Friday, May 11, 2018

The disgrace
of Metaxas' law banning proselytism
still in place at Greece /

Το αίσχος
του νόμου του Μεταξά
για την απαγόρευση του προσηλυτισμού
ακόμη σε ισχύ στην Ελλάδα

All of the above is, rather unfortunately, fully in line with Greece’s record in relation to the ECtHR on matters of religion. The Kokkinakis v. Greece (1993) case was the first in which the Court found a violation of religious freedom; this case was a watershed, opening the floodgates on what would evolve to be an incredibly powerful role played by the ECtHR in the domain of religious freedom across the 47 member states of the Council of Europe. Today nearly 20% of all religious freedoms violations are against a single state: Greece. The problems faced by Kokkinakis, a Jehovah’s Witness arrested over 60 times for proselytism, are now rarely experienced by religious minorities in Greece. But the fact that the Metaxas law banning proselytism is still in place, formally if not much used in practice, remains problematic. So too the Metaxas law on blasphemy, which is much more alive today (see the ‘Geron Pastitsios’ case, the closing down of Hyterion’s staging of Corpus Christi, and many more examples). And religious minority groups continue to face difficulties related to inequalities in their legal status as religious groups. One may hope that on such issues the Greek state will not be found in the future, again, offering too little too late and trailing behind developments at the ECtHR.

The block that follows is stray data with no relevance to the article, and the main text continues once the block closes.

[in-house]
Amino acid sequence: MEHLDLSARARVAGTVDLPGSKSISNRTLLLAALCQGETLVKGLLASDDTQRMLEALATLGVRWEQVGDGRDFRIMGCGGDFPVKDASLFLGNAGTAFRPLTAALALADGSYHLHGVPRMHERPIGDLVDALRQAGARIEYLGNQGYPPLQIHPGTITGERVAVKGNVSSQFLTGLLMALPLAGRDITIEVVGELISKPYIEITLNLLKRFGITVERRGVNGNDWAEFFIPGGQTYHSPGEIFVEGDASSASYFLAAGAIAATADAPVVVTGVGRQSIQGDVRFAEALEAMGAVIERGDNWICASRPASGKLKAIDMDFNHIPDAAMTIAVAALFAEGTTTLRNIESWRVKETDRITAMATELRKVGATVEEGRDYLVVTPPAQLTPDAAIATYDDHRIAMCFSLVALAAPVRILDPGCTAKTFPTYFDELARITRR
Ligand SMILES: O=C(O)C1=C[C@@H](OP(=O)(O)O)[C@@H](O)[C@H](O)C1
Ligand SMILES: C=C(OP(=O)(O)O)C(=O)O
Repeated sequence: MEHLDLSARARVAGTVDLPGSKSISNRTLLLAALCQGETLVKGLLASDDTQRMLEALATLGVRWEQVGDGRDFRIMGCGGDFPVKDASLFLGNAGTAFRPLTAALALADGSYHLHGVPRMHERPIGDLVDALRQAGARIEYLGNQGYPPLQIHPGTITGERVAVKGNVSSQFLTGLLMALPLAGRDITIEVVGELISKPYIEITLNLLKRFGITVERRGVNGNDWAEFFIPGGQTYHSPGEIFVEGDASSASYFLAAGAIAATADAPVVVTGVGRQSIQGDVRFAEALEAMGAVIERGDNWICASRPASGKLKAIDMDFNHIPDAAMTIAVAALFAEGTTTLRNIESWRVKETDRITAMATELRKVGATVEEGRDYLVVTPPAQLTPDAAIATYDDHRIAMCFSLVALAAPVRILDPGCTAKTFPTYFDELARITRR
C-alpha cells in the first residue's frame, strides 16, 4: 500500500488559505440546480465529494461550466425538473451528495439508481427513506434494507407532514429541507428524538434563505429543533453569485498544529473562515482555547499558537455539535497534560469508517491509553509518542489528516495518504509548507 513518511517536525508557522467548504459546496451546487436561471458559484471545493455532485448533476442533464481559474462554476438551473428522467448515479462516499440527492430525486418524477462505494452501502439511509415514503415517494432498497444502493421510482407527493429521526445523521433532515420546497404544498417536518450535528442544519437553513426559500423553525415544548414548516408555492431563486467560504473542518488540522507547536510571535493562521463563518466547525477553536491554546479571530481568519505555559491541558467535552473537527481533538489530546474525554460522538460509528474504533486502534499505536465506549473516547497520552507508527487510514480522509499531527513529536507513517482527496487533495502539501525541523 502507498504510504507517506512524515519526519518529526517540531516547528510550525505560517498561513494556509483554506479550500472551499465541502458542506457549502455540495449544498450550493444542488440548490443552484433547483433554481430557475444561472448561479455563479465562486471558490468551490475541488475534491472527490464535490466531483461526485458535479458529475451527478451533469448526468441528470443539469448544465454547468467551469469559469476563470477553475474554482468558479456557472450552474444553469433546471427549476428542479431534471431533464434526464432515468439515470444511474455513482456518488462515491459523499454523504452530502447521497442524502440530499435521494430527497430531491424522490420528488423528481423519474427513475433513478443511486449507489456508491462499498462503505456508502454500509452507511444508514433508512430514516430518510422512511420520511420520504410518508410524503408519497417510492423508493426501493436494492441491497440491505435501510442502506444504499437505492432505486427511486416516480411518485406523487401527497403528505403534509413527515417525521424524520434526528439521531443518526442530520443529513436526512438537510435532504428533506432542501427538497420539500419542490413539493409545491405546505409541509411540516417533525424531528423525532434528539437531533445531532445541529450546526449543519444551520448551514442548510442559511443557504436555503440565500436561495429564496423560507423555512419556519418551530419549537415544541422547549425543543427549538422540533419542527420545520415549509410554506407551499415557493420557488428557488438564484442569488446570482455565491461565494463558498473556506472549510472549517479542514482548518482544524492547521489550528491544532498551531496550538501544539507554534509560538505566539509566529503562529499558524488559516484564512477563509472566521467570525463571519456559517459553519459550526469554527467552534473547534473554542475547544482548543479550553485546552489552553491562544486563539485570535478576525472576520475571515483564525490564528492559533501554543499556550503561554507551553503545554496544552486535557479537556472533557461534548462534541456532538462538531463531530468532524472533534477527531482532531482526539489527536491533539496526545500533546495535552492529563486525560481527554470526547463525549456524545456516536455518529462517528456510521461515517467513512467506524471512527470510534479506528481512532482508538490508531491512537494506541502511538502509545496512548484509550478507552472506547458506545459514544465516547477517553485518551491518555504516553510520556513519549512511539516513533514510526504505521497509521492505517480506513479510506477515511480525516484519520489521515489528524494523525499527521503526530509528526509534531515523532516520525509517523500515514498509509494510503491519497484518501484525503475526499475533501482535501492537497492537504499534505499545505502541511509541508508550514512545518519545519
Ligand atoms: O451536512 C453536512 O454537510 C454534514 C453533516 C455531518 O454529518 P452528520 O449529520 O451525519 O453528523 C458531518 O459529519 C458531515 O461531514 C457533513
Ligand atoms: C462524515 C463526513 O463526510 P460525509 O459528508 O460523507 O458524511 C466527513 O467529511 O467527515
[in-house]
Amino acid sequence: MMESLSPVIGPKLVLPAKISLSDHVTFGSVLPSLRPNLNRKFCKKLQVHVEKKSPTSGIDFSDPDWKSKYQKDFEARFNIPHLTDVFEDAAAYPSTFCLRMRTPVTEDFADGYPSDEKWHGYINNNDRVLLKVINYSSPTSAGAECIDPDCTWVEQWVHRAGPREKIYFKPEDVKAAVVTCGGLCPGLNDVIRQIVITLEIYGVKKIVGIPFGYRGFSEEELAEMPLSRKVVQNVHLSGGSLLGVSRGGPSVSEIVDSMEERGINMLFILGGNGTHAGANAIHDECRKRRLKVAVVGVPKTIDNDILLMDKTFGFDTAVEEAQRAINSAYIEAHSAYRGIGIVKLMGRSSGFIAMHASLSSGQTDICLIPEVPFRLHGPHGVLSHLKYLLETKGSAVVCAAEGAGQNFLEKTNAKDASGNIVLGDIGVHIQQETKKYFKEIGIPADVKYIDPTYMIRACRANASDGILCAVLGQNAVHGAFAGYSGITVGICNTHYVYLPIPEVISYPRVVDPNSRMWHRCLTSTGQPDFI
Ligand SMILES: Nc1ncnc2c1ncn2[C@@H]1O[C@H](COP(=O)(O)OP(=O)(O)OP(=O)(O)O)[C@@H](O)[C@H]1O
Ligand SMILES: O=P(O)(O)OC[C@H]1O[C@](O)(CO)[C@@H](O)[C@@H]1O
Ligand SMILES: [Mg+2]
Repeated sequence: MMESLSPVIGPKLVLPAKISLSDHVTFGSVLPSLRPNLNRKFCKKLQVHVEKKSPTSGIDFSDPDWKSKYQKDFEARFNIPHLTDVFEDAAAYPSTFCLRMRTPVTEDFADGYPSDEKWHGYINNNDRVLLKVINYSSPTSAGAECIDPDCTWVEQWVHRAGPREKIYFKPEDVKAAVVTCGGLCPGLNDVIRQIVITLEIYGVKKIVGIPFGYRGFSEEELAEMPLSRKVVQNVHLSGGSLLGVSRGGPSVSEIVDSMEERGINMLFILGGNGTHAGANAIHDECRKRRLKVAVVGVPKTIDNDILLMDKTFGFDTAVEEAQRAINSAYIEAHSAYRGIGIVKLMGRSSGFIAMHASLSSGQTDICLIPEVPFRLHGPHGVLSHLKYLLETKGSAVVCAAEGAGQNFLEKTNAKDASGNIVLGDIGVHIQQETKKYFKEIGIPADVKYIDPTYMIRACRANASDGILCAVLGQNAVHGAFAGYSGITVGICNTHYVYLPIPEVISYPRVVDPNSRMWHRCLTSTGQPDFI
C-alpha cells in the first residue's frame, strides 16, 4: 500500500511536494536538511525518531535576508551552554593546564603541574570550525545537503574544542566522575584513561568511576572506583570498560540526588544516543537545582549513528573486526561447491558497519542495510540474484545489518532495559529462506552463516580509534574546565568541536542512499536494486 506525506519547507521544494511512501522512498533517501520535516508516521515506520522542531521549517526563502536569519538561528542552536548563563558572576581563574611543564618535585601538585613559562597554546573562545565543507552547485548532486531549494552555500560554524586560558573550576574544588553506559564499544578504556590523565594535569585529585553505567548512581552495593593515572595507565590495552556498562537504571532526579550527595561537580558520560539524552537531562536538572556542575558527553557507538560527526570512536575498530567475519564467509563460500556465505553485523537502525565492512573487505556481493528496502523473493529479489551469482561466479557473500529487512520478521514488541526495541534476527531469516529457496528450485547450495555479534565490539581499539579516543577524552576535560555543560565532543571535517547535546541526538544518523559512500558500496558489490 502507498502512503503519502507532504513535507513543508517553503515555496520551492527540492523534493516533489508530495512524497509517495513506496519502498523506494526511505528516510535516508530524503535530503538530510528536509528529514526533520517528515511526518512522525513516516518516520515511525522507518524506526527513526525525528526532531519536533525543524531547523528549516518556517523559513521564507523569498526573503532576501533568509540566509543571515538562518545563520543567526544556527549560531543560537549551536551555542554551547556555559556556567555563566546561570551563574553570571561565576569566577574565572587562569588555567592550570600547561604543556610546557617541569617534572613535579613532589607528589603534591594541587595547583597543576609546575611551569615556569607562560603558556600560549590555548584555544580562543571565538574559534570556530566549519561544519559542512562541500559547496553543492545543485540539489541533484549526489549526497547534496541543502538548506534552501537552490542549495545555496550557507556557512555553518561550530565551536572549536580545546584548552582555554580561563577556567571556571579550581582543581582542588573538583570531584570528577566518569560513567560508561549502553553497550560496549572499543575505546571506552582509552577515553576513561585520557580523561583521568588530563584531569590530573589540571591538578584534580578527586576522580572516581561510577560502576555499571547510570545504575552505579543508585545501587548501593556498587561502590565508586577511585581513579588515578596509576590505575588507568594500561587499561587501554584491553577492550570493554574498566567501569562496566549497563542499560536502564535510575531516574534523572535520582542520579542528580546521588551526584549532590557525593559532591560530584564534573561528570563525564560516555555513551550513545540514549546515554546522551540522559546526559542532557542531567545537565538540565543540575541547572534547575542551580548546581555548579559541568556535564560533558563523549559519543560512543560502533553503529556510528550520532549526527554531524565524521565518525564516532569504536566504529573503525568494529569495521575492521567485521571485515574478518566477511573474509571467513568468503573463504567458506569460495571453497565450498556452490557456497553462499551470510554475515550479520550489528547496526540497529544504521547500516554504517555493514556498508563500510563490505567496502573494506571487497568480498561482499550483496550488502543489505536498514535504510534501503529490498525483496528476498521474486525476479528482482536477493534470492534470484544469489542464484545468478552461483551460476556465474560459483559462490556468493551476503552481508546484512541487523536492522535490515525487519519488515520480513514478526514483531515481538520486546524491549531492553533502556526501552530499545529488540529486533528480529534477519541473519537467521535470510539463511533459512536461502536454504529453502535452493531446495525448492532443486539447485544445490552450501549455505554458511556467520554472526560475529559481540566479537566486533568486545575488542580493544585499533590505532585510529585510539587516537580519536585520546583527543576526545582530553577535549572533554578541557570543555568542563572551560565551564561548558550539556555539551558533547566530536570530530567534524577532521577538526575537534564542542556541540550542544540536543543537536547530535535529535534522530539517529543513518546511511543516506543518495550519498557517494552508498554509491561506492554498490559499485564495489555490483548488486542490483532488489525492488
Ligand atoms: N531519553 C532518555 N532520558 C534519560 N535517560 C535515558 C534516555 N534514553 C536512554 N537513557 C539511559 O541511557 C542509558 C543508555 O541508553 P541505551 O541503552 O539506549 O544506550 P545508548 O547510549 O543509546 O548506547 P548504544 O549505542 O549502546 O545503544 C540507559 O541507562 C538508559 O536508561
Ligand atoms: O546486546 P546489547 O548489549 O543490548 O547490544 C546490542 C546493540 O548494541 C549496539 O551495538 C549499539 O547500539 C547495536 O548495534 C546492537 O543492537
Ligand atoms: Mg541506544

* Effie Fokas, Too little, too late for religious freedom in Greece?, Public Orthodoxy, May 10, 2018.

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